Saskatchewan: Myles Sanderson, a suspect in one of Canada’s deadliest mass murders, was killed after a high-speed chase on a prairie highway on Wednesday afternoon, about 130 kilometres from the attack’s site. As a result, the four-day manhunt for him came to an end.
According to the RCMP, Mr. Sanderson was taken into custody near Rosthern, Saskatchewan, at about 3:30 p.m. Since Sunday morning, police have been looking for him.
RCMP Assistant Commissioner Rhonda Blackmore says Mr. Sanderson experienced medical distress shortly after being taken into custody. Police contacted emergency medical services, and he was taken to a hospital in Saskatoon, where he was later declared.
Assistant Commissioner Blackmore says, “Our province is breathing a collective sigh of relief as Myles Sanderson is no longer at large. I can confirm that he is no longer a threat, and there is no risk to the public related to this investigation.”
Ten people were killed, while 18 others were hurt in the stabbing spree. Concerning the attacks, Damien Sanderson, Mr. Sanderson’s brother, was also wanted, but he was discovered dead on Monday. He was found along with one of the deceased victims on the James Smith Cree Nation, a small settlement roughly 300 kilometres north of Regina. According to RCMP and court records, both brothers were First Nation people. The final victim’s body was discovered in the neighbouring town of Weldon.
The RCMP accused Myles Sanderson of three first-degree murders earlier this week. His brother’s death is one of the numerous deaths for which he is allegedly responsible.
At 2:07 p.m., the police got a 911 call. On Wednesday, there was a break-in near Wakaw. The caller thought the perpetrator was Mr. Sanderson, who was openly carrying a knife and waiting outside a house. However, assistant Commissioner Blackmore claimed that Mr. Sanderson escaped in a stolen white Chevrolet Avalanche. The homeowner was not hurt physically, and when the RCMP issued an emergency notice, more than 20 calls with possible sightings of the Avalanche were received.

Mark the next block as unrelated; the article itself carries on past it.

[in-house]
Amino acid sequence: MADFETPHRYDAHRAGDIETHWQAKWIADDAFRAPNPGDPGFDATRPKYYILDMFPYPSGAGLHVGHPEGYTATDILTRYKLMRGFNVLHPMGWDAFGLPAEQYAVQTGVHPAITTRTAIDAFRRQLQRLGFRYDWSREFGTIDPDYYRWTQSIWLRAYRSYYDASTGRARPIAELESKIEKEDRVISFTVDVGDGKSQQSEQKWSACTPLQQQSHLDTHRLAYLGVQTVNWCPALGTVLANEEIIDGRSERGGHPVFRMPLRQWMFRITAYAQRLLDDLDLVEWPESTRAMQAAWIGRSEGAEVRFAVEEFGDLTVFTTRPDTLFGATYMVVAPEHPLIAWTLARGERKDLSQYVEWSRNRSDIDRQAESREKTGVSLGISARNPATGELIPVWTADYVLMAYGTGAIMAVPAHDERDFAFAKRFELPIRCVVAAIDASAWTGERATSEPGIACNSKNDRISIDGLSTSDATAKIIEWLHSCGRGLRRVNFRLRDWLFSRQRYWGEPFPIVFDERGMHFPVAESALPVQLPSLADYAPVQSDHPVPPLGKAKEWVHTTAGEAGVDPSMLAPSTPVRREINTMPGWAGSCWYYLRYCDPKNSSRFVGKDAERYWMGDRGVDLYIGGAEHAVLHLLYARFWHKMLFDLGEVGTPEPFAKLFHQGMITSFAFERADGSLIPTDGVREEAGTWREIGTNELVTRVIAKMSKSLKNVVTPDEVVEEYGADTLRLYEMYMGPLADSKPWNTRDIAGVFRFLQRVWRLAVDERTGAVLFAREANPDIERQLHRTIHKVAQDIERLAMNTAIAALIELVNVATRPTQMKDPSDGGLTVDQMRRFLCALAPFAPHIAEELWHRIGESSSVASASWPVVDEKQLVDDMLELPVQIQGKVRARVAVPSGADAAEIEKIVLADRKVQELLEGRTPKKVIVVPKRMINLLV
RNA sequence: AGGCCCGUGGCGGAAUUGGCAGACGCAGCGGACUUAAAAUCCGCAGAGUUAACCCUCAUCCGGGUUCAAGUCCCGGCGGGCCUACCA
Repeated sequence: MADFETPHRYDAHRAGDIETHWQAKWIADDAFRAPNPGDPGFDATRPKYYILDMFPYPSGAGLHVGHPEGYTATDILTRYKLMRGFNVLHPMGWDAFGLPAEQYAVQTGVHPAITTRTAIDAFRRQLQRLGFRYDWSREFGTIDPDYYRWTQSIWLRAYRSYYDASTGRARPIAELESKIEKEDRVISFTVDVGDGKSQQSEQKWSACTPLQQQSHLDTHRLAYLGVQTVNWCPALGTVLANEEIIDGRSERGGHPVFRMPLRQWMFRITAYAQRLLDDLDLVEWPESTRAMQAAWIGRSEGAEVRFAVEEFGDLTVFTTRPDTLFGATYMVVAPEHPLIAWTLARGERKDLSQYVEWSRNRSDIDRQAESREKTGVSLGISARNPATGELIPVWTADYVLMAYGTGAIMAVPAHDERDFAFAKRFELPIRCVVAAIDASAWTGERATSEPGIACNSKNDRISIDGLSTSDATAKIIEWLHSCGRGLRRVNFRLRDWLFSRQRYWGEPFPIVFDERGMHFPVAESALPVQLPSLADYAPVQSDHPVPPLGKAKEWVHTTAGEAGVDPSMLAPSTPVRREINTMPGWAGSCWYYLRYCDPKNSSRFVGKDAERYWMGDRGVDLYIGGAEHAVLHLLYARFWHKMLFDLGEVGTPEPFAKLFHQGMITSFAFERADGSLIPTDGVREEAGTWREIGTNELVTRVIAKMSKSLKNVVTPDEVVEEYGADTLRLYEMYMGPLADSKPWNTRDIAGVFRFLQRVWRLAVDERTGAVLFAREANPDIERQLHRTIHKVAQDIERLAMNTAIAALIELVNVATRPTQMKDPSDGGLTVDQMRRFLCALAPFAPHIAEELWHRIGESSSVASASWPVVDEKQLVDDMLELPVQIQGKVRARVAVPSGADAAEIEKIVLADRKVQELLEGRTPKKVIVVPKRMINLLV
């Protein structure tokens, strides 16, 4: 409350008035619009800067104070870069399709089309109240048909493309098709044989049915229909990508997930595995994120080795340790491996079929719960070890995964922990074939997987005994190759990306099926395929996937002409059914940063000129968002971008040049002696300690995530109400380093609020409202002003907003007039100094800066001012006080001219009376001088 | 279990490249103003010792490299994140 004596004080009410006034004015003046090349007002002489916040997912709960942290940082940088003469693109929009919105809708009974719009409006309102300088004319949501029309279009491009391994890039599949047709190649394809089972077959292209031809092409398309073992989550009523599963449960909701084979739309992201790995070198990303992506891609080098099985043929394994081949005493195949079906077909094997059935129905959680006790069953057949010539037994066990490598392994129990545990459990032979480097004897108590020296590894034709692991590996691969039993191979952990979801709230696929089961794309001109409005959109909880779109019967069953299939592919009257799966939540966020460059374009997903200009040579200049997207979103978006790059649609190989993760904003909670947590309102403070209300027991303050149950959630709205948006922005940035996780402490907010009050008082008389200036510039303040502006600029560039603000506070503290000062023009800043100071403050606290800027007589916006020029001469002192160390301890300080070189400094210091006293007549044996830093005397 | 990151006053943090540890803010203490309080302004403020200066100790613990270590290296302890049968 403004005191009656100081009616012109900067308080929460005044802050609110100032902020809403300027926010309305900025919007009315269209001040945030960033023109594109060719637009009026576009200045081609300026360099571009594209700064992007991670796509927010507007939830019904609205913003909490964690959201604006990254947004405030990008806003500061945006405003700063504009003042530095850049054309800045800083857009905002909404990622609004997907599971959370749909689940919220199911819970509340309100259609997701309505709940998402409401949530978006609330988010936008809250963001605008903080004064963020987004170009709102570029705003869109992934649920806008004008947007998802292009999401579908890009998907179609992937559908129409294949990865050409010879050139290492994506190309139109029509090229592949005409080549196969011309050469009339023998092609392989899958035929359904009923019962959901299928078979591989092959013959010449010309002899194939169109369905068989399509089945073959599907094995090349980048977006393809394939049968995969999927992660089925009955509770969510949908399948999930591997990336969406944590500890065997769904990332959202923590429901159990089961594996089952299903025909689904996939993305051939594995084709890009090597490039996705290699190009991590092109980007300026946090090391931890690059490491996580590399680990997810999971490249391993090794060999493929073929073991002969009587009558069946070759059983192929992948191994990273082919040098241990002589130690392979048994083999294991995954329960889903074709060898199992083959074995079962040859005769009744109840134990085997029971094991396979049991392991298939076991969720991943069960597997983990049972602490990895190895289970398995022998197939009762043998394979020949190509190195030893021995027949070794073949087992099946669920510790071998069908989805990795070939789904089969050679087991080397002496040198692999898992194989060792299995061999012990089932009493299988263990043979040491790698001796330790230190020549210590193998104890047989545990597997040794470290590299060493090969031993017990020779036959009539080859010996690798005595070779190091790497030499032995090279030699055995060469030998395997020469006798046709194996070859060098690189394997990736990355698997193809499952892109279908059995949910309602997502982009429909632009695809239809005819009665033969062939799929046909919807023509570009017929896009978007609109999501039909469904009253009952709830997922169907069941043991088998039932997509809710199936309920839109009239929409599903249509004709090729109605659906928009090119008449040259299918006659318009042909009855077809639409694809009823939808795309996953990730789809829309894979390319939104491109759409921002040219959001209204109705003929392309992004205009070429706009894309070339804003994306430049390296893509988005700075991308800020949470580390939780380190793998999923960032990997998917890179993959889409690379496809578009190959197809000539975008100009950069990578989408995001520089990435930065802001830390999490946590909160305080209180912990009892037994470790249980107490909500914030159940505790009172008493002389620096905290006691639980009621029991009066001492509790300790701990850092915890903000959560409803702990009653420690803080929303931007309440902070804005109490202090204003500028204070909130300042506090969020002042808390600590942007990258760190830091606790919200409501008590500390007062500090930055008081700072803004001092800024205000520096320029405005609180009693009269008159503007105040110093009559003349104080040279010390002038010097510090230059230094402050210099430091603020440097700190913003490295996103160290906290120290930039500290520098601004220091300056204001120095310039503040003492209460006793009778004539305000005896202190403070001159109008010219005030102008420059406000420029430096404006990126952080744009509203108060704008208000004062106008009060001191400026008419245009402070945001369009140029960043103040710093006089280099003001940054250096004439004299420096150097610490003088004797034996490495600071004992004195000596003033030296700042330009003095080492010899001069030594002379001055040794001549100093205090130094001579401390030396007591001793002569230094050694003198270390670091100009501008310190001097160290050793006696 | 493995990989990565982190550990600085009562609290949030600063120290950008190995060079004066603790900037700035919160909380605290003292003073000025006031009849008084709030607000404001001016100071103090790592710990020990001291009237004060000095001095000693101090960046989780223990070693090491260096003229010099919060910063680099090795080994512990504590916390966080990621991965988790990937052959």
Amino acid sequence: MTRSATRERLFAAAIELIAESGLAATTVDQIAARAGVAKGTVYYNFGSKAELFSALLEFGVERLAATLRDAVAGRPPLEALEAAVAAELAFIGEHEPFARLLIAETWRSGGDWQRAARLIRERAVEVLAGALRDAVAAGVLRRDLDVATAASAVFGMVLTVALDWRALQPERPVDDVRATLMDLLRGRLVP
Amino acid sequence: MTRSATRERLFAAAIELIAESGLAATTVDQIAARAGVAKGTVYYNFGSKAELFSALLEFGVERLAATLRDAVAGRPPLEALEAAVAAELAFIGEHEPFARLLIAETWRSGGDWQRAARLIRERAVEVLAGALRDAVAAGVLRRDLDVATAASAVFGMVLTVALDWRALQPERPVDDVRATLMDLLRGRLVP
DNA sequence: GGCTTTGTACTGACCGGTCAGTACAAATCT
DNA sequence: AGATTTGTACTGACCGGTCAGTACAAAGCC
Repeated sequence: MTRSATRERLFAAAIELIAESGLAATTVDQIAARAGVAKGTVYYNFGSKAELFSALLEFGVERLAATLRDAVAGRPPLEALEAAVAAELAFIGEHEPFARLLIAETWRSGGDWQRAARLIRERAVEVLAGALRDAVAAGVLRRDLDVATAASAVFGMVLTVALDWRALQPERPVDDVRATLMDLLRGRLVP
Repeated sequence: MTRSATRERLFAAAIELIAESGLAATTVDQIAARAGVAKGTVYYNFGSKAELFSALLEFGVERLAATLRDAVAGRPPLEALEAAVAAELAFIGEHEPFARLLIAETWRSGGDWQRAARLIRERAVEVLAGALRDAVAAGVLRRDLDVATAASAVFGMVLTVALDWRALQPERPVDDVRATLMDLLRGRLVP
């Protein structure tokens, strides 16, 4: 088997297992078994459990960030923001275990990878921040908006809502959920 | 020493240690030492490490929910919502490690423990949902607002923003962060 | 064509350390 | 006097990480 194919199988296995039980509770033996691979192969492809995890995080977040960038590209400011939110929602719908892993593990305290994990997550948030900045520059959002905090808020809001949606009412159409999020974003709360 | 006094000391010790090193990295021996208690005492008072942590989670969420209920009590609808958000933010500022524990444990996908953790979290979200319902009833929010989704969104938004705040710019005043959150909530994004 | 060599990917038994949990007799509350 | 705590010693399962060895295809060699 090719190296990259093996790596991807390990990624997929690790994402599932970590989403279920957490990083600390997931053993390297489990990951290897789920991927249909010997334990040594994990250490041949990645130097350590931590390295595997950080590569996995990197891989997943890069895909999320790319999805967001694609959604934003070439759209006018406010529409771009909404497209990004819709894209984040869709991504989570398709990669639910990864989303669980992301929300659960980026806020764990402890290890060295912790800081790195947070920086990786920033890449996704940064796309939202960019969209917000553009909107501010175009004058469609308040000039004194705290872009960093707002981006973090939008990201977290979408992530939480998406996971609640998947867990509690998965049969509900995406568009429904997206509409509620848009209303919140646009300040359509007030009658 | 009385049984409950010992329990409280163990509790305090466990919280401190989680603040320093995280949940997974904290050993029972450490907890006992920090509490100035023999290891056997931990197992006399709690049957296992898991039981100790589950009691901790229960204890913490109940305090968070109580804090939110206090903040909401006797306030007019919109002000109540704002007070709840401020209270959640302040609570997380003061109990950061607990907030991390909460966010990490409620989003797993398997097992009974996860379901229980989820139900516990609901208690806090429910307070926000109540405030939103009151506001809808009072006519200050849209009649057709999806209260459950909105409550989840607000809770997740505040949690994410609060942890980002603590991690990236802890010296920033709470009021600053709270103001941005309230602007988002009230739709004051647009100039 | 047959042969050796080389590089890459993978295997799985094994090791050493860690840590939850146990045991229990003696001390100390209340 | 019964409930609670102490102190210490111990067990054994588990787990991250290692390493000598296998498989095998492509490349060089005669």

An RCMP Rosthern officer spotted the vehicle travelling at 150 kph per hour. Assistant Commissioner Blackmore says, “The speed he was driving is indicative of someone who was … just desperate to escape wherever he was at that point in time.”
When Mr. Sanderson drove the car off Highway 11 and into a large, green ditch that parallels the adjacent CP Rail rails, the search ended just south of Rosthern. The vehicle stayed in the ditch with its doors flung wide open for hours following the original incident while RCMP SUVs sat blocking the roadway with their lights blazing.
The Saskatchewan Serious Incident Response Team members visited the scene. When someone sustains a major injury or dies in police custody or due to an officer’s actions, SIRT, an independent body, investigates the occurrence.
Justin Naytowhow noticed southern traffic speeding up as he travelled north on Highway 11 near Prince Albert. The witness described it as a high-speed chase, including RCMP vehicles following a southbound Avalanche in the northbound lanes. According to Mr. Naytowhow, Mr. Sanderson was operating the Avalanche.
The Avalanche’s driver veered across the divided highway, according to Mr. Naytowhow. He crashed into the ditch on the opposite side when he lost control and jumped the road. At that point, the police arrested him.